Last year Hassanal Bolikah, the Sultan of Brunei, made headlines when he made the startling announcement that he would impose sharia law (in three phases) in his Southeast Asian sultanate.
The first phase of sharia law, which includes fines and prison sentences for ‘crimes’ such as pregnancies outside of wedlock, propagating religions other than Islam, and not attending mandatory Friday prayers, was rolled out last year. The second phase introducing harsh punishments such as floggings and cutting off hands for property offenses is currently being implemented.
The third and final phase, which will be implemented in late 2015 or early 2016, will introduce executions, including stoning, for offenses like adultery, abortion, homosexuality/sodomy, and even blasphemy.
With the exception of a handful of U.S. Congress members endeavoring to remove Brunei as a member of the Trans-Pacific Partnership free trade agreement and some celebrities protesting and calling for a boycott of the Beverly Hills Hotel owned by the Sultan, the United States and many other countries who are struggling to combat the rise of radical Islam have remained inexcusably reticent regarding this disconcerting development.
Perhaps they are simply unable to comprehend why a tiny country the size of Delaware experimenting with sharia law in a region that has long been celebrated for practicing a more moderate form of Islam is important.
By now it is axiomatic that successfully combating the global rise of radical Islam will not be possible sans support from the world’s moderate Muslims. The fact that approximately 25% of the world’s Muslim population lives in Southeast Asia combined with the acknowledgment that these Muslims are still relatively moderate and labile, it should be clear why more eyebrows should have been raised when Brunei announced that it would become the first country in East Asia to implement sharia law.
One can only hope that the move will act as a critical wake up call to the West that radical Islam is growing throughout this vital region by the hour. Indeed, only two years have passed since PEW Research Center released a comprehensive report demonstrating how 72% of Indonesian Muslims and 86% of Malaysian Muslims want sharia law to be the law of the land. Since then, calls for the establishment of a caliphate and sharia have only grown louder with the rise of the Islamic State.
Currently, more than 60 Malaysians are waging jihad in Iraq and Syria while countless more continue to be arrested in transit. Furthermore, Indonesia, a country with more Muslims than the entire Middle East, has seen hundreds of its citizens abscond to fight in Syria and Iraq while others try to establish a caliphate and sharia law at home. In fact, the Jakarta Globe recently reported that 1 in 14 high school students in Indonesia support the Islamic State.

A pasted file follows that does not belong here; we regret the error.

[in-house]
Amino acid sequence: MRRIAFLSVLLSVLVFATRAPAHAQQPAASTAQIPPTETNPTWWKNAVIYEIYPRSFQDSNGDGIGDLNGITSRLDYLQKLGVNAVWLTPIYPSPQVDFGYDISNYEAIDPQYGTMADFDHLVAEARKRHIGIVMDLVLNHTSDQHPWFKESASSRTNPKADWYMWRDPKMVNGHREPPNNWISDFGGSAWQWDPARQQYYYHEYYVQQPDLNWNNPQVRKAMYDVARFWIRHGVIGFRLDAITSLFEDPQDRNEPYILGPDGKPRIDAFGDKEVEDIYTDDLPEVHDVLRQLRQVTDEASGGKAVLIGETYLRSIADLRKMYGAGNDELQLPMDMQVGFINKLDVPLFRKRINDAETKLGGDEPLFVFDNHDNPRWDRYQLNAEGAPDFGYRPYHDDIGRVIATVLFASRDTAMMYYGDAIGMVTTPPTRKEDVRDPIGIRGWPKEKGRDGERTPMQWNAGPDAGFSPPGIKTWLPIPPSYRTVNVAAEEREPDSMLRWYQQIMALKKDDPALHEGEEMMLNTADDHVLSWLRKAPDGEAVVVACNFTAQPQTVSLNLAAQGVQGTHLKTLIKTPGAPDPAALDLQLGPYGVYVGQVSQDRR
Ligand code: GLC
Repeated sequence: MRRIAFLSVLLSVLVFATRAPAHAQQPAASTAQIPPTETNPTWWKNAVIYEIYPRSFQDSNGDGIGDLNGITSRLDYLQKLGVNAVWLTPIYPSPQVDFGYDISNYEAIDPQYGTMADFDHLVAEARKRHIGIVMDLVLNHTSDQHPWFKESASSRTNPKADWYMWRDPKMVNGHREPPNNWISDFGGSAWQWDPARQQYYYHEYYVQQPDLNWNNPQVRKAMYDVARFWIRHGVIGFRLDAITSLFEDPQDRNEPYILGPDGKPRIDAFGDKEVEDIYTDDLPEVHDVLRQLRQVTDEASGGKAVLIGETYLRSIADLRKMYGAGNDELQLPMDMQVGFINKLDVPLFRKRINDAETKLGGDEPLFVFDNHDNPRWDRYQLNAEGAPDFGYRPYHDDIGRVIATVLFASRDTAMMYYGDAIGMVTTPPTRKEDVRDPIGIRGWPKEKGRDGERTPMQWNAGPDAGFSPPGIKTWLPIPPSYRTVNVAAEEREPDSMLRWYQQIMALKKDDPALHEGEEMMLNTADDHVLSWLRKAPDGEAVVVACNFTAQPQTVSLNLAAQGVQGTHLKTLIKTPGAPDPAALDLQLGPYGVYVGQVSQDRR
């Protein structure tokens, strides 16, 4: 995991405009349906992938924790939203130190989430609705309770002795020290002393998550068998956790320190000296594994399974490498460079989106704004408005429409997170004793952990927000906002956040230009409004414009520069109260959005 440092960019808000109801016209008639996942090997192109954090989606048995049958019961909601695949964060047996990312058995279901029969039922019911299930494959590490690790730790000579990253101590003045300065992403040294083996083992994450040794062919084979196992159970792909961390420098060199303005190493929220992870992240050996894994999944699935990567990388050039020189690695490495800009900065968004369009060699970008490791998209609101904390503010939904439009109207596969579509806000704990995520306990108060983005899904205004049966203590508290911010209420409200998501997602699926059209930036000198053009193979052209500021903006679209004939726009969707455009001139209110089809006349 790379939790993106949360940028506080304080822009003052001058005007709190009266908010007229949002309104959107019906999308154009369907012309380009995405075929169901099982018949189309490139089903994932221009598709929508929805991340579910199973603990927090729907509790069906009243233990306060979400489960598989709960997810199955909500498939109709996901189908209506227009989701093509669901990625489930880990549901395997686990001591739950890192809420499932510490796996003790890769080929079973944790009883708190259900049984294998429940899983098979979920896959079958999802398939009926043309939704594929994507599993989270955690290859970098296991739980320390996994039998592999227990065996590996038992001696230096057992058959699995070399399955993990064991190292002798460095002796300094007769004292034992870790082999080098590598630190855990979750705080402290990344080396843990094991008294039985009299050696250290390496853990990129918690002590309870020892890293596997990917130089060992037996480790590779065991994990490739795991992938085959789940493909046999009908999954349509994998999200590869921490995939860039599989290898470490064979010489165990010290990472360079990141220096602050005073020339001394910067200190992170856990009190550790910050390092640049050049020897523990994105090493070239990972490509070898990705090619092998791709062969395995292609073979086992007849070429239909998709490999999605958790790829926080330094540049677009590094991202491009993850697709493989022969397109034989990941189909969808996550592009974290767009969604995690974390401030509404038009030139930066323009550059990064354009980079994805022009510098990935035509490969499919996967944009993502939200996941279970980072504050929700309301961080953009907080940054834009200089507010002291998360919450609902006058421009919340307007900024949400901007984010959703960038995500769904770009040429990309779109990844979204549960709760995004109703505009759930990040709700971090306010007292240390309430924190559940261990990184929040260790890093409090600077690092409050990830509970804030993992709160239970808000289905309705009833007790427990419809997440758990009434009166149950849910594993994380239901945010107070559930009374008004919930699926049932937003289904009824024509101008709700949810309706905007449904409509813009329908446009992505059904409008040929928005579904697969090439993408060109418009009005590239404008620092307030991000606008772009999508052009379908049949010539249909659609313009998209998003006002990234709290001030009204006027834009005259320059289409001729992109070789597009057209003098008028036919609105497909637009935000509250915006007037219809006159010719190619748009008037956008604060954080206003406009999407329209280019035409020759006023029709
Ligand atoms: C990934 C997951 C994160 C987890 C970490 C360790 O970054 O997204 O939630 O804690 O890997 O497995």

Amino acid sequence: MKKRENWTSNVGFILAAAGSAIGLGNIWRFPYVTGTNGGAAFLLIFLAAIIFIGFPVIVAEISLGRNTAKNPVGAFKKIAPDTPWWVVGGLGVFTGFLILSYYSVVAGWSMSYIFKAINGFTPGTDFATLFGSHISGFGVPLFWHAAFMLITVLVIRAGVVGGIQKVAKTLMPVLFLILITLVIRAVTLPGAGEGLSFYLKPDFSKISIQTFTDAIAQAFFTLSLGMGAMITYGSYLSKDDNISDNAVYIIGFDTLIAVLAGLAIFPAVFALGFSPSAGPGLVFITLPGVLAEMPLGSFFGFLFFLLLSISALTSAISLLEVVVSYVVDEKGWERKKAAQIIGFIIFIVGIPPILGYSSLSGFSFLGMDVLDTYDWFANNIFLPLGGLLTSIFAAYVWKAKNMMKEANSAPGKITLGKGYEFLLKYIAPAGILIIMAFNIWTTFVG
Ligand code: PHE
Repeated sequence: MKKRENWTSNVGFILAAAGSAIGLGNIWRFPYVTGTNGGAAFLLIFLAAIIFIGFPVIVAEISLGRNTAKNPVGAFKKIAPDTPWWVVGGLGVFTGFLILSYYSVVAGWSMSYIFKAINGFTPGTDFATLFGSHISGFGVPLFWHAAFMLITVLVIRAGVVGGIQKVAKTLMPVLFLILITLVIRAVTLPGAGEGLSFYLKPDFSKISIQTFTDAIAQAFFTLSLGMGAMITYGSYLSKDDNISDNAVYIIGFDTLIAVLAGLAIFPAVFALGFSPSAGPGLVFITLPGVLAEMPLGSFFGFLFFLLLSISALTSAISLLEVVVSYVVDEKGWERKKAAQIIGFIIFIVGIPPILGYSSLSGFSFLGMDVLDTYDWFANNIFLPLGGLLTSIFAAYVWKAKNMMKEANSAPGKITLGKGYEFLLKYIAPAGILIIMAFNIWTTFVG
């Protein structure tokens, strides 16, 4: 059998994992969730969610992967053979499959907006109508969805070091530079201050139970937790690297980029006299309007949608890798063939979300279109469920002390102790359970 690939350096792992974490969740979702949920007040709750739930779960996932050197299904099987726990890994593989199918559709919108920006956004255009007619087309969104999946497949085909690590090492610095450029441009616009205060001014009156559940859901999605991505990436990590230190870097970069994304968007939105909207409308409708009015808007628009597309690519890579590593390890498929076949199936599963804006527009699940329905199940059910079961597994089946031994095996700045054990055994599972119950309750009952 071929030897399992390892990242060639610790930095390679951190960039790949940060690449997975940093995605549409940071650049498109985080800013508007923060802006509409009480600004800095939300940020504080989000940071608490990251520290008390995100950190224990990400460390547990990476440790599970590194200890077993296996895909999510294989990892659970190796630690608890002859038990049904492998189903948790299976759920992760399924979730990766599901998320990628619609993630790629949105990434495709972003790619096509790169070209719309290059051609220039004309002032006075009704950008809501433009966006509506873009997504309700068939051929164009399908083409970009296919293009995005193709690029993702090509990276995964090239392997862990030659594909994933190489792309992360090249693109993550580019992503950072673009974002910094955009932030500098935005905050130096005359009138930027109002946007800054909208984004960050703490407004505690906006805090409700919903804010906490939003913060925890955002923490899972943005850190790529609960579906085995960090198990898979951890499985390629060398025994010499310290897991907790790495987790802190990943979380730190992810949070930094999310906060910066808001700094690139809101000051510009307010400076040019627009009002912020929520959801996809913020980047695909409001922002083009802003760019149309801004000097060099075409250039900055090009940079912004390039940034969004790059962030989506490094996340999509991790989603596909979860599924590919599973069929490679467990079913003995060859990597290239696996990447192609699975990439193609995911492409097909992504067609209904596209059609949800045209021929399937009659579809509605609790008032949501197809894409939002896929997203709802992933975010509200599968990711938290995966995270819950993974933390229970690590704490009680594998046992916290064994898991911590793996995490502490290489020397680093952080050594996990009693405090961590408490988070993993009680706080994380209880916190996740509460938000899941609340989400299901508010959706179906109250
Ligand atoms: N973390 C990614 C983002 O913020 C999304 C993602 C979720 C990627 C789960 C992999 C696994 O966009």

At first glance, Bolikah’s decision may have seemed baffling considering he’s not a particularly pious man (his lavish and licentious lifestyle was most recently documented by 60 Minutes), but closer examination reveals that his decision reflects the growing calls for sharia law not only in the region, but throughout the world.
The rhetoric Bolikah uses in explaining how his decision was to simply “obey Allah’s command as written in the Quran” is indisputably meant to serve as a magnet for much needed foreign direct investment from countries throughout the world who believe in the divinity of sharia law. That appears to be the Sultan’s strategy in attempting to achieve the nation’s long-term plan, Wawasan Brunei 2035, which seeks to transmogrify Brunei into a type of ‘Islamic-Singapore’.
Only forty years have passed since the U.S. last deemed Southeast Asia such a critical region that nearly 60,000 American troops died endeavoring to stop communism from spreading to this part of the world. Back then, the fear was that the fall of one country would engender a ‘Domino Effect’, leading to several other countries in the region to succumb to communism.
Now, as radical Islam propagates throughout Southeast Asia, Brunei could have very well set a domino effect in motion as a northern state in Malaysia passed amendments to implement the Islamic penal code and parties in Indonesia have proposed a nationwide ban on alcohol since Bolikah’s announcement.
Although the ideologies are not the same, we should all be just as concerned about the domino effect in Southeast Asia today as Dwight D. Eisenhower was four decades ago. The leaders of all countries who oppose radical Islam and wish to see its extenuation and eventual cessation must implement more policies and initiatives in Southeast Asia that focus on steering susceptible youths away from radical and violent ideologies while assisting and pressuring these governments to do more about ensuring secularism and human rights prevail.
Brunei is the first country in East Asia to implement sharia law and it must be a top priority for world leaders to ensure that it is the last.
Bill Ozanick a graduate student at Johns Hopkins University’s School of Advanced International Studies (class of 2017) in Washington, DC, focused on International Relations and Southeast Asia Studies. He lived in Southeast Asia for nearly four years (2010-2014) where he consulted for various companies and governments in the region. He has written opinion pieces for The Malaysian Insider, The Clarion Project, and the Diplomatic Courier. He can be followed on Twitter @BillOzanick.